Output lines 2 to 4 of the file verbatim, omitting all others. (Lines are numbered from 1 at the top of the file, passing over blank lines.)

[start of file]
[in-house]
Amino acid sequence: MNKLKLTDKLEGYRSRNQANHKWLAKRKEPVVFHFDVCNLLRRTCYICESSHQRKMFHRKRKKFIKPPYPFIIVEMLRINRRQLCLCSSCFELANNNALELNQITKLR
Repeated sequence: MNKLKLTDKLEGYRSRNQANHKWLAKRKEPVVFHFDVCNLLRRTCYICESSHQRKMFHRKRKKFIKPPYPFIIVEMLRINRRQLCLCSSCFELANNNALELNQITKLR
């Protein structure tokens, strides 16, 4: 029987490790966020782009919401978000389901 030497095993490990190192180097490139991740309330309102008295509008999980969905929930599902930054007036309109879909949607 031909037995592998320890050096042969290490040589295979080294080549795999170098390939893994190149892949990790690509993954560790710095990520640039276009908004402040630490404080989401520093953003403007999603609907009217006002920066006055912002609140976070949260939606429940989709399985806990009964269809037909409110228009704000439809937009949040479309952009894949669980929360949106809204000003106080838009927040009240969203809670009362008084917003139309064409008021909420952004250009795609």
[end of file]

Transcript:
Amino acid sequence: MNKLKLTDKLEGYRSRNQANHKWLAKRKEPVVFHFDVCNLLRRTCYICESSHQRKMFHRKRKKFIKPPYPFIIVEMLRINRRQLCLCSSCFELANNNALELNQITKLR
Repeated sequence: MNKLKLTDKLEGYRSRNQANHKWLAKRKEPVVFHFDVCNLLRRTCYICESSHQRKMFHRKRKKFIKPPYPFIIVEMLRINRRQLCLCSSCFELANNNALELNQITKLR
């Protein structure tokens, strides 16, 4: 029987490790966020782009919401978000389901 030497095993490990190192180097490139991740309330309102008295509008999980969905929930599902930054007036309109879909949607 031909037995592998320890050096042969290490040589295979080294080549795999170098390939893994190149892949990790690509993954560790710095990520640039276009908004402040630490404080989401520093953003403007999603609907009217006002920066006055912002609140976070949260939606429940989709399985806990009964269809037909409110228009704000439809937009949040479309952009894949669980929360949106809204000003106080838009927040009240969203809670009362008084917003139309064409008021909420952004250009795609």